Prohibition

Lobbying in the Time of Coronavirus

From Politico:

With Washington consumed by figuring out how to respond to the coronavirus, few lawmakers or their aides have time for anything else.

Cannabis lobbyists on Capitol Hill are changing strategies as lawmakers leave town and staffers work from home. Politico's Natalie Fertig reached out to a few lobbyists to hear what they expect as Washington enters an unprecedented new way of working for the foreseeable future. Here are the main takeaways:

Cannabis is not a priority. At all. Every lobbyist said one thing in common: Now is not the time to be talking about cannabis, at least until the federal coronavirus and economic rescue packages are sorted out.
 
"Does any elected official want to hear from a lobbyist who is not there to talk about the coronavirus?" said Don Murphy of the Marijuana Policy Project. "Prior to this, I actually believed that having half a million people arrested needlessly for cannabis use warranted being a top issue. But right now, all four burners are occupied by coronavirus.”

 
One thing will stay the same: Murphy says he still plans to sit on the front steps of the Capitol any day that lawmakers may be heading to votes.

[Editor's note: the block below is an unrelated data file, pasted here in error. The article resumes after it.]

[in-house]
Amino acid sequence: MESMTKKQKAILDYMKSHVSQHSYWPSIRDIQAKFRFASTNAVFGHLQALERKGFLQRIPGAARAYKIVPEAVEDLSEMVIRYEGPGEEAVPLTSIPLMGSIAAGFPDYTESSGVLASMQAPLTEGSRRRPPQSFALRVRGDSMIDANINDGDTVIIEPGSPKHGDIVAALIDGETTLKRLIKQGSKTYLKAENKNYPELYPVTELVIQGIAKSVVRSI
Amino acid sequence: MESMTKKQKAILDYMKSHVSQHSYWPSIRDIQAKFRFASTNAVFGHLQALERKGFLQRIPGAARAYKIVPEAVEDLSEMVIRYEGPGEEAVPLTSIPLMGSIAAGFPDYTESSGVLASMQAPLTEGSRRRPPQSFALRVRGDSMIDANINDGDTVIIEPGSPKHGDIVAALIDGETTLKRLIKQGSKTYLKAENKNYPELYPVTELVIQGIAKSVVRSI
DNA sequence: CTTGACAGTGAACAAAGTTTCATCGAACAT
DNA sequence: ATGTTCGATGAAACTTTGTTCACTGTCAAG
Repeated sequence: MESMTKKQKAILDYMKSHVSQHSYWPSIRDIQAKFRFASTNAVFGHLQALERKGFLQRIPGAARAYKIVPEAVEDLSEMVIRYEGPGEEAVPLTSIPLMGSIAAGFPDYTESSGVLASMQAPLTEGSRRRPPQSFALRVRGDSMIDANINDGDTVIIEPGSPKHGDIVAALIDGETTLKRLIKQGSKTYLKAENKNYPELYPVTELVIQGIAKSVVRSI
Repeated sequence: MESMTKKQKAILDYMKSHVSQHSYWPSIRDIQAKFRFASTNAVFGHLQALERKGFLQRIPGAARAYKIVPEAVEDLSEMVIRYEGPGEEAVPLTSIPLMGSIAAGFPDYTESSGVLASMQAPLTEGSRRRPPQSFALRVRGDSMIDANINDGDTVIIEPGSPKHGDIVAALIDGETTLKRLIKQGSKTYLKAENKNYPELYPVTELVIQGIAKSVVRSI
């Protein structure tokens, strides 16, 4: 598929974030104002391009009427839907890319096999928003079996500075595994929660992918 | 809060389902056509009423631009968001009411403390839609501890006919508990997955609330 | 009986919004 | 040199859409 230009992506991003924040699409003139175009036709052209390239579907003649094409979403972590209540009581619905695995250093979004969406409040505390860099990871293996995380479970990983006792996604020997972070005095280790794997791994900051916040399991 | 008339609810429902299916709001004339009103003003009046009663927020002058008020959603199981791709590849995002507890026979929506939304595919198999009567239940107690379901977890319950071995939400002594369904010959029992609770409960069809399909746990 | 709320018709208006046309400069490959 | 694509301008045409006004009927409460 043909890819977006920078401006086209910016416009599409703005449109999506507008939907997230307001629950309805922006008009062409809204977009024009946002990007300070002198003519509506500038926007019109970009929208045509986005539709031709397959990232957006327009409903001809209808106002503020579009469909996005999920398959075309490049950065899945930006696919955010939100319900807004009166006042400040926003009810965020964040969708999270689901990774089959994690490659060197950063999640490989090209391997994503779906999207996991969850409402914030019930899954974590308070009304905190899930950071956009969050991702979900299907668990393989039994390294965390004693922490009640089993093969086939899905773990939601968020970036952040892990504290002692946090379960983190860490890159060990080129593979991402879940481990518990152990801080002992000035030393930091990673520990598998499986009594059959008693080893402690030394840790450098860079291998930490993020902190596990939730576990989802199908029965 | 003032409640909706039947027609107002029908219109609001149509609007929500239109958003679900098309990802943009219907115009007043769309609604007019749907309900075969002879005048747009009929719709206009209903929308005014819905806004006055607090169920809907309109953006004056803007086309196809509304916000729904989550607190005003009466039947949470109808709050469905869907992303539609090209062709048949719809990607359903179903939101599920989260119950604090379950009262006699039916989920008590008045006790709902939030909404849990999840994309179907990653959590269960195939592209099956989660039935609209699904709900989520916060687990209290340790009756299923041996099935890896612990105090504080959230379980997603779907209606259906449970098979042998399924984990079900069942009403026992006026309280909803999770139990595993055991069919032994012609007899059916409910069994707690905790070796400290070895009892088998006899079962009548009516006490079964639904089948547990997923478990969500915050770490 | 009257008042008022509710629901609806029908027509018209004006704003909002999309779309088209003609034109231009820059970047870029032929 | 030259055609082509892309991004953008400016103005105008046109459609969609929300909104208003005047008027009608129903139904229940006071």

"I don't believe I'm going to have access to getting into committee hearings the way I used to, [and] these fundraisers are being canceled right and left," Murphy said. "So where will lobbyists go to see members? I guess I might have some company at the Capitol steps."
 
To read the full story, click here
 
 

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Medical Marijuana

Washington, D.C. Inches Closer to Medical Marijuana

It’s now been almost 13 years since nearly 70% of D.C. voters approved an initiative enacting a medical marijuana law in the nation’s capital, though you’d be forgiven if you hadn’t noticed. An obscure budget provision known as the “Barr Amendment” stalled implementation for years, and when it was finally removed (after MPP hired Congressman Barr to help defeat his own amendment) in late 2009, the D.C. Council went to work passing an amendment to the law making the proposed program much more restrictive. Since then, the glacial pace of implementation has kept medicine from patients for another year.

But finally, there’s progress. Today, the D.C. Department of Health is making applications available for prospective cultivation center operators. You can read the official notice in today’s DC Register. Only those who submitted the required letter of intent back in June will be able to apply. There were over 100 letters submitted by groups interested in operating cultivation centers, including Benjamin Bronfman, the fiancé of rapper M.I.A. of Paper Planes fame.

Today’s notice applies only to cultivation centers, not dispensaries, so advocates will have to wait a little longer for those. There’s also no word on when patients will be able to apply to the program. Still, it’s progress.

 

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